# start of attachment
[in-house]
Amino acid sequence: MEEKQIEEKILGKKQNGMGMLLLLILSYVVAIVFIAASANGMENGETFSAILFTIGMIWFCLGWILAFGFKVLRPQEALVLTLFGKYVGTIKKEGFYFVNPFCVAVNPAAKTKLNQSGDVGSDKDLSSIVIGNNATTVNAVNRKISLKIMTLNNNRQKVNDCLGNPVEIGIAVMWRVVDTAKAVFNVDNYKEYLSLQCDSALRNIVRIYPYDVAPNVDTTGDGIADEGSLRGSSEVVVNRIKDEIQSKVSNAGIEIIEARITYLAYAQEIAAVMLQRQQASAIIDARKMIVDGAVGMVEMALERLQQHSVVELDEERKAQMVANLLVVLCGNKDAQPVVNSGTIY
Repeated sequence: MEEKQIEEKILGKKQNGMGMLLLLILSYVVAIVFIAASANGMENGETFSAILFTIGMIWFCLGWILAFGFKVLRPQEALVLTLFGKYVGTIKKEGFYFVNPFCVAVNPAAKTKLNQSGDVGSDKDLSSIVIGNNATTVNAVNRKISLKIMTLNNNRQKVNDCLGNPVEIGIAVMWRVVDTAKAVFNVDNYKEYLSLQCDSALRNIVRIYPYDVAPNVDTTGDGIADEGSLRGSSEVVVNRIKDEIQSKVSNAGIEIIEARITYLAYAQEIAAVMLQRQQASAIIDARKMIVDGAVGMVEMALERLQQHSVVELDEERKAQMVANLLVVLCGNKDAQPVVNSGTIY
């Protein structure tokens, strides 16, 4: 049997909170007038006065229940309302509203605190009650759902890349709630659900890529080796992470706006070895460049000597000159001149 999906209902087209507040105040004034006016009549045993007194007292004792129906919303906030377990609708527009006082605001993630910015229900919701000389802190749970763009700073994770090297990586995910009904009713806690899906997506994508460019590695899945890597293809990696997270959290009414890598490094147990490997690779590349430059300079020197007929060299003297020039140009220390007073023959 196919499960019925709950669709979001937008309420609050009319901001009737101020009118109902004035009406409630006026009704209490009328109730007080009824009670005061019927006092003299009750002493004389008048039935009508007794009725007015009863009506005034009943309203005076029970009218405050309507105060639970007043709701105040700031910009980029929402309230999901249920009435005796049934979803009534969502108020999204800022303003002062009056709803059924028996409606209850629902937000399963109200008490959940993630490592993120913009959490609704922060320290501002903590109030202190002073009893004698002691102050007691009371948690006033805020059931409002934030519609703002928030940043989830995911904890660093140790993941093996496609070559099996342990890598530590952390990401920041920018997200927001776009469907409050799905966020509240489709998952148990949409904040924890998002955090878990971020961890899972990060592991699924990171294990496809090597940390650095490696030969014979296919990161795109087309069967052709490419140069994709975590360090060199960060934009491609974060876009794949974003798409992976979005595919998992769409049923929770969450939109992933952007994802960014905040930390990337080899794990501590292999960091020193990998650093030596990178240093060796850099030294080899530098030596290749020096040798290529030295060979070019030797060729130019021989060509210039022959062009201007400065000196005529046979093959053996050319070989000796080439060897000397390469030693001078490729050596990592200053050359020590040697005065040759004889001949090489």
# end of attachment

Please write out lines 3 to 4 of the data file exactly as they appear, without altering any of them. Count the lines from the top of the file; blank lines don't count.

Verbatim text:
Repeated sequence: MEEKQIEEKILGKKQNGMGMLLLLILSYVVAIVFIAASANGMENGETFSAILFTIGMIWFCLGWILAFGFKVLRPQEALVLTLFGKYVGTIKKEGFYFVNPFCVAVNPAAKTKLNQSGDVGSDKDLSSIVIGNNATTVNAVNRKISLKIMTLNNNRQKVNDCLGNPVEIGIAVMWRVVDTAKAVFNVDNYKEYLSLQCDSALRNIVRIYPYDVAPNVDTTGDGIADEGSLRGSSEVVVNRIKDEIQSKVSNAGIEIIEARITYLAYAQEIAAVMLQRQQASAIIDARKMIVDGAVGMVEMALERLQQHSVVELDEERKAQMVANLLVVLCGNKDAQPVVNSGTIY
């Protein structure tokens, strides 16, 4: 049997909170007038006065229940309302509203605190009650759902890349709630659900890529080796992470706006070895460049000597000159001149 999906209902087209507040105040004034006016009549045993007194007292004792129906919303906030377990609708527009006082605001993630910015229900919701000389802190749970763009700073994770090297990586995910009904009713806690899906997506994508460019590695899945890597293809990696997270959290009414890598490094147990490997690779590349430059300079020197007929060299003297020039140009220390007073023959 196919499960019925709950669709979001937008309420609050009319901001009737101020009118109902004035009406409630006026009704209490009328109730007080009824009670005061019927006092003299009750002493004389008048039935009508007794009725007015009863009506005034009943309203005076029970009218405050309507105060639970007043709701105040700031910009980029929402309230999901249920009435005796049934979803009534969502108020999204800022303003002062009056709803059924028996409606209850629902937000399963109200008490959940993630490592993120913009959490609704922060320290501002903590109030202190002073009893004698002691102050007691009371948690006033805020059931409002934030519609703002928030940043989830995911904890660093140790993941093996496609070559099996342990890598530590952390990401920041920018997200927001776009469907409050799905966020509240489709998952148990949409904040924890998002955090878990971020961890899972990060592991699924990171294990496809090597940390650095490696030969014979296919990161795109087309069967052709490419140069994709975590360090060199960060934009491609974060876009794949974003798409992976979005595919998992769409049923929770969450939109992933952007994802960014905040930390990337080899794990501590292999960091020193990998650093030596990178240093060796850099030294080899530098030596290749020096040798290529030295060979070019030797060729130019021989060509210039022959062009201007400065000196005529046979093959053996050319070989000796080439060897000397390469030693001078490729050596990592200053050359020590040697005065040759004889001949090489």